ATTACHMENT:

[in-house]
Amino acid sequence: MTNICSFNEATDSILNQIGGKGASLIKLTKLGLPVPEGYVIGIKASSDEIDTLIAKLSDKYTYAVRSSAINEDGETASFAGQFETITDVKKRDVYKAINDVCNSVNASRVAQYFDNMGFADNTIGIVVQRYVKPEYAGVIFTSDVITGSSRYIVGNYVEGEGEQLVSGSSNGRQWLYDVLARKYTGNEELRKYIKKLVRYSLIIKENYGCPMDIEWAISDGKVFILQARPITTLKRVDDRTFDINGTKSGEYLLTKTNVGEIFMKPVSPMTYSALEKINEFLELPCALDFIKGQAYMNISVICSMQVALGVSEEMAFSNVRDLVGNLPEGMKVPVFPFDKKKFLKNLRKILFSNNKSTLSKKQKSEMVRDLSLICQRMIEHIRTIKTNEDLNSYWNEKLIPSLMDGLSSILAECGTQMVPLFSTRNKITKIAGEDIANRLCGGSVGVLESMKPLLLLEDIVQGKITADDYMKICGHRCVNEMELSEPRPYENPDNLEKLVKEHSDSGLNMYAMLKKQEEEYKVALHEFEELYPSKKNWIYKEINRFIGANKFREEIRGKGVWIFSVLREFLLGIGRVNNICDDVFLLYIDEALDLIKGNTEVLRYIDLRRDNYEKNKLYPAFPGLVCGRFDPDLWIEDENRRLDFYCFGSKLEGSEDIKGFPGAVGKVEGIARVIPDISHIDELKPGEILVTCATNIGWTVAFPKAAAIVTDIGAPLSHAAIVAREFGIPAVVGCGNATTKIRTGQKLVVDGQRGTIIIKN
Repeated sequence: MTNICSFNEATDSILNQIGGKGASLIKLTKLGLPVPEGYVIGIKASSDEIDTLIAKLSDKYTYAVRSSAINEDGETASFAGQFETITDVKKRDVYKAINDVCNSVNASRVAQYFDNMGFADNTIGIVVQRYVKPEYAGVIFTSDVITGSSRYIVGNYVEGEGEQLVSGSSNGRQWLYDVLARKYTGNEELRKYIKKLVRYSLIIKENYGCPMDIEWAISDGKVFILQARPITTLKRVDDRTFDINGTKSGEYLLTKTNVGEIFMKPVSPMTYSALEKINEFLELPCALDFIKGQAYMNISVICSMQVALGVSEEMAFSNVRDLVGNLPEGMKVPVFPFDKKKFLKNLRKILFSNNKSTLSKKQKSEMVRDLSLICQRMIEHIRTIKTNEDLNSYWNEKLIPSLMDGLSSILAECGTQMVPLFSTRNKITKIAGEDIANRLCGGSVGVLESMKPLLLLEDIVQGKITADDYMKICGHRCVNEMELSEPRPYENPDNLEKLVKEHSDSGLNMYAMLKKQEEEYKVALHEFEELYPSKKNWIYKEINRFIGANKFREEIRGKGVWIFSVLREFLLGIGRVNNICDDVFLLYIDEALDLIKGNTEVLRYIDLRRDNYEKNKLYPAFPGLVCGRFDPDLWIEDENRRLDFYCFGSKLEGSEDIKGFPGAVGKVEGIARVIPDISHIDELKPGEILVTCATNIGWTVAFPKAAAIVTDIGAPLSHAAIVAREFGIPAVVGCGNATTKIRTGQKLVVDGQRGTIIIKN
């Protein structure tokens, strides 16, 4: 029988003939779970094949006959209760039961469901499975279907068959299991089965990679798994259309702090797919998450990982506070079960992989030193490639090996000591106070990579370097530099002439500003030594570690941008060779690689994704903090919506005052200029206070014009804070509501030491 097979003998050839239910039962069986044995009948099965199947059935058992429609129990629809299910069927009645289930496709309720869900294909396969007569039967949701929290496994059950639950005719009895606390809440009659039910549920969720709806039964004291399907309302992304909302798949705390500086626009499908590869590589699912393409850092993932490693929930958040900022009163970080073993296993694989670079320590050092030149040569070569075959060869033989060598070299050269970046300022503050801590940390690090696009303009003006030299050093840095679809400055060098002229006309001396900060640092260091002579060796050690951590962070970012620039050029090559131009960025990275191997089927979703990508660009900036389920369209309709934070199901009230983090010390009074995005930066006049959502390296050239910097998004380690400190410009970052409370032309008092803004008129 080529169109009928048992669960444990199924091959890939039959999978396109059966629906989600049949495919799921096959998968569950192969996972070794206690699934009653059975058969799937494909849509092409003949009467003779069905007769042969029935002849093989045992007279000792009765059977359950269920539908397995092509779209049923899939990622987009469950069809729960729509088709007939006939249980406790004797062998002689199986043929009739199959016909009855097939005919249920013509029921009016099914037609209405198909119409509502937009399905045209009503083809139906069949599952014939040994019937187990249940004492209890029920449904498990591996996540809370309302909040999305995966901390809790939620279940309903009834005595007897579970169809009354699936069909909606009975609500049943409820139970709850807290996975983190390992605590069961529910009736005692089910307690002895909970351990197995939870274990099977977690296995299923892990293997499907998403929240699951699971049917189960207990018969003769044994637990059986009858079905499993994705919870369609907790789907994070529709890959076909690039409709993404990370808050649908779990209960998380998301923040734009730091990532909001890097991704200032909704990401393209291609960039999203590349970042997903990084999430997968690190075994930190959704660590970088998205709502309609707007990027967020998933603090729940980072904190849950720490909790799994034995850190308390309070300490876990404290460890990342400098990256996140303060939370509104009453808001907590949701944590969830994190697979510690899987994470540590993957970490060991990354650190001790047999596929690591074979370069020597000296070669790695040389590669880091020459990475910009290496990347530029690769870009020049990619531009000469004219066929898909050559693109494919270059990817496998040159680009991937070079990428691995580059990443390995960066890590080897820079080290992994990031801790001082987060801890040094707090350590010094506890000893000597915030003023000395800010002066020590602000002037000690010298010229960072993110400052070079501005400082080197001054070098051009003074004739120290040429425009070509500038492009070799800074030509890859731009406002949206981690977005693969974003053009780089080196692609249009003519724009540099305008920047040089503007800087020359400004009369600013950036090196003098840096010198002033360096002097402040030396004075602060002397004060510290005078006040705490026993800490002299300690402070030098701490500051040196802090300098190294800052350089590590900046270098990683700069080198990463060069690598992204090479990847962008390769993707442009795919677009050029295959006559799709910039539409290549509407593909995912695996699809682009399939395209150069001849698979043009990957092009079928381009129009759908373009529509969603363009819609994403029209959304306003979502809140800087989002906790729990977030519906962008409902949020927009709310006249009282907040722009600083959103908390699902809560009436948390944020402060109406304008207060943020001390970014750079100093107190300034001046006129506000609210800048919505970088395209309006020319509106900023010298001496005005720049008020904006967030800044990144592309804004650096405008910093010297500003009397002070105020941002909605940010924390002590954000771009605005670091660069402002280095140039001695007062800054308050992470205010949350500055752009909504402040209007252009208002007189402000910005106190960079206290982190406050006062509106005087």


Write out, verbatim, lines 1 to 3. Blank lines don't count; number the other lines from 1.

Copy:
[in-house]
Amino acid sequence: MTNICSFNEATDSILNQIGGKGASLIKLTKLGLPVPEGYVIGIKASSDEIDTLIAKLSDKYTYAVRSSAINEDGETASFAGQFETITDVKKRDVYKAINDVCNSVNASRVAQYFDNMGFADNTIGIVVQRYVKPEYAGVIFTSDVITGSSRYIVGNYVEGEGEQLVSGSSNGRQWLYDVLARKYTGNEELRKYIKKLVRYSLIIKENYGCPMDIEWAISDGKVFILQARPITTLKRVDDRTFDINGTKSGEYLLTKTNVGEIFMKPVSPMTYSALEKINEFLELPCALDFIKGQAYMNISVICSMQVALGVSEEMAFSNVRDLVGNLPEGMKVPVFPFDKKKFLKNLRKILFSNNKSTLSKKQKSEMVRDLSLICQRMIEHIRTIKTNEDLNSYWNEKLIPSLMDGLSSILAECGTQMVPLFSTRNKITKIAGEDIANRLCGGSVGVLESMKPLLLLEDIVQGKITADDYMKICGHRCVNEMELSEPRPYENPDNLEKLVKEHSDSGLNMYAMLKKQEEEYKVALHEFEELYPSKKNWIYKEINRFIGANKFREEIRGKGVWIFSVLREFLLGIGRVNNICDDVFLLYIDEALDLIKGNTEVLRYIDLRRDNYEKNKLYPAFPGLVCGRFDPDLWIEDENRRLDFYCFGSKLEGSEDIKGFPGAVGKVEGIARVIPDISHIDELKPGEILVTCATNIGWTVAFPKAAAIVTDIGAPLSHAAIVAREFGIPAVVGCGNATTKIRTGQKLVVDGQRGTIIIKN
Repeated sequence: MTNICSFNEATDSILNQIGGKGASLIKLTKLGLPVPEGYVIGIKASSDEIDTLIAKLSDKYTYAVRSSAINEDGETASFAGQFETITDVKKRDVYKAINDVCNSVNASRVAQYFDNMGFADNTIGIVVQRYVKPEYAGVIFTSDVITGSSRYIVGNYVEGEGEQLVSGSSNGRQWLYDVLARKYTGNEELRKYIKKLVRYSLIIKENYGCPMDIEWAISDGKVFILQARPITTLKRVDDRTFDINGTKSGEYLLTKTNVGEIFMKPVSPMTYSALEKINEFLELPCALDFIKGQAYMNISVICSMQVALGVSEEMAFSNVRDLVGNLPEGMKVPVFPFDKKKFLKNLRKILFSNNKSTLSKKQKSEMVRDLSLICQRMIEHIRTIKTNEDLNSYWNEKLIPSLMDGLSSILAECGTQMVPLFSTRNKITKIAGEDIANRLCGGSVGVLESMKPLLLLEDIVQGKITADDYMKICGHRCVNEMELSEPRPYENPDNLEKLVKEHSDSGLNMYAMLKKQEEEYKVALHEFEELYPSKKNWIYKEINRFIGANKFREEIRGKGVWIFSVLREFLLGIGRVNNICDDVFLLYIDEALDLIKGNTEVLRYIDLRRDNYEKNKLYPAFPGLVCGRFDPDLWIEDENRRLDFYCFGSKLEGSEDIKGFPGAVGKVEGIARVIPDISHIDELKPGEILVTCATNIGWTVAFPKAAAIVTDIGAPLSHAAIVAREFGIPAVVGCGNATTKIRTGQKLVVDGQRGTIIIKN